In order to continue discovering how other writers see our crazy writing world, I’ve talked with a long time writer peer of mine, Jack Kardiac.
This interview was another over email. I met Jack online (goodreads.com). We met when I posted a need for a beta reader for my short story collection, Perspectives, and he responded with a proposal: I’ll read yours if you read mine. Therefore, I read his second short story collection, Squint, to be available for purchase soon. We worked really well together and have continued to ever sense. I look forward to working with J more in the future. Below is a short biography about Jack and a blurb for his available book, Squint.Continue reading →
My words alone only carry so much meaning alone. While I like to say that my words make worlds, other people’s words have just as much power.
Therefore, I’ve interviewed a few different writers. This one was an email Interview with Lewis Ben Smith.
Lewis was my 8th grade History teacher and it’s still taken some getting used to calling him “Lewis” rather than “Mr. Smith”. Recently, however, Lewis has been more of a peer of mine, as we sometimes edit each other’s work and promote one another. I know him well and have read, in full, two of his four published novels. Continue reading →
For some reason, it’s often seen as selfish or arrogant to be proud of yourself. If you say “I’m proud of this accomplishment” you run the risk of other’s thinking you’re conceited.
There is merit in modesty humility, though. It’s probably not a good idea to wear a shirt that says “I’m the best” everyday or force your friends to throw you a party every time you make an A or B on a test, but if an accomplishment is a large, unusual, and meaningful one, then it’s 100% okay to be proud of yourself. If you just made an A on your MCAT, then you should have a party. Yeah, modesty is a virtue but that doesn’t mean you’re not allowed to voice your own excitement at your achievements. Continue reading →
First and Foremost I must give credit to the idea of “chain smoking” to Austin Kleon in his book Show Your Work. In the book he discusses the importance of chain smoking (in relation to writing) and gives examples of writers who practice it. Now that’s out of the way, I’m going to Steal Like an Artistand write like the idea were my own.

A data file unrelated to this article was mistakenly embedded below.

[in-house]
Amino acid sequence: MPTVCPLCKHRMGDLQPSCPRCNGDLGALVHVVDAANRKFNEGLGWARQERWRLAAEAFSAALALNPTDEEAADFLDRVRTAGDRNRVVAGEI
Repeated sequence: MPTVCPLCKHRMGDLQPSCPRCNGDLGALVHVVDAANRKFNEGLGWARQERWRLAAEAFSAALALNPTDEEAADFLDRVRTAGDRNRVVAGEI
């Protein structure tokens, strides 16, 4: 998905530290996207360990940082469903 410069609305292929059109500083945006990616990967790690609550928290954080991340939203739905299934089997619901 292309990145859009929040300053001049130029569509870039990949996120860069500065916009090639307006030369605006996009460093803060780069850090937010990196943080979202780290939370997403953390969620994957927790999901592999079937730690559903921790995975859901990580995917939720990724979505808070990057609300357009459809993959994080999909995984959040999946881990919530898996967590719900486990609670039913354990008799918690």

Chain smokers go through multiple packs of cigarettes a day. As of 2013, the average adult aged smoker went through almost 22 cigarettes each day. In order to continually be smoking without a break, they often will light one cigarette with the butt of another.
Can we, as writers, identify ourselves as chain smokers? Not in the (albeit unhealthy and honestly gross) habitual way of literally inhaling the smoke of cigarettes, but in how we write. Are we going through multiple pages a day? How many writing hours are we averaging a day? Do you light the beginning of one story with the end of another? I believe we should all strive to be chain smoking writers. I know I do. And In no way am I saying writers have to write 22 pages every day, but continuing forward without a writing hiatus is more beneficial than we may give it credit. Continue reading →
Most vividly, I remember the rain. My hair had been stuck to my forehead and I was shivering from the cold. Running through the trees had winded me and I was struggling to see through the fog and rain. The house was large, hiding in plain sight.
I was scared, lost, and alone. I was also only six years old.
Now, twenty years later, the memories have become distant at best and fictional at worst. Once, I made the mistake of confiding in my girlfriend at the time, telling her all I remember about that night twenty years ago. I told her how the memory of the night feels physical to me, but the evidence of it was never found. Continue reading →
The way I see it is there are three types of “inbox exs”.
The lonely inbox ex. He probably wants to hookup or even get back together. He realizes he lost something great and now regrets his life. He also can’t get any other girl to smile at him so he’s feeling small and lonely. It’s sad.
The angry inbox ex. He’s victimized himself, made you a “b*txh*, and told all his pickup truck friends that HE broke up with YOU. In his message, he makes use of all the curse words he’s learned in his however many years on earth and let all his “feminazi” frustration out on you. It’s also sad.
The apologetic inbox ex. He’s moved on, realized though you may have damaged his pride, he may also have hurt you. He has a new girlfriend but his conscience is keeping him up at night. He’s in your inbox to make amends. This one is no longer sad.
Thanksgiving, Christmas shopping, finals studying and jumping in piles of leaves. Also Alicia’s birthday month, but what a lot of writers know November as is something much different, and much more horrifying than anything Halloween brought that year.
Also known as National November Writing Month.
What is NaNoWriMo? Basically, it’s a non profit organization, a challenge, and a writers wonderful, terrifying party. Continue reading →
“Don’t worry, keep trying!” “You know Harry Potter was rejected eleven times before it was finally accepted!” “You’re a great writer.”
Rejection is the number one worry, fear and warning when someone desires to be a writer. The process of publication is a torturous, tiring and time consuming one. You’re work must be pristine, void of mistakes, sellable and original. A typo and you’re out. A cliche and NIX. Crappy cover letter? Don’t even bother submitting. Never been published? Sucks to suck!
The more you submit, the better chances of being accepted but also the more rejection letters you receive, and soon they start piling on themselves. Soon, the gracious rejection letter starts to sound like this: Continue reading →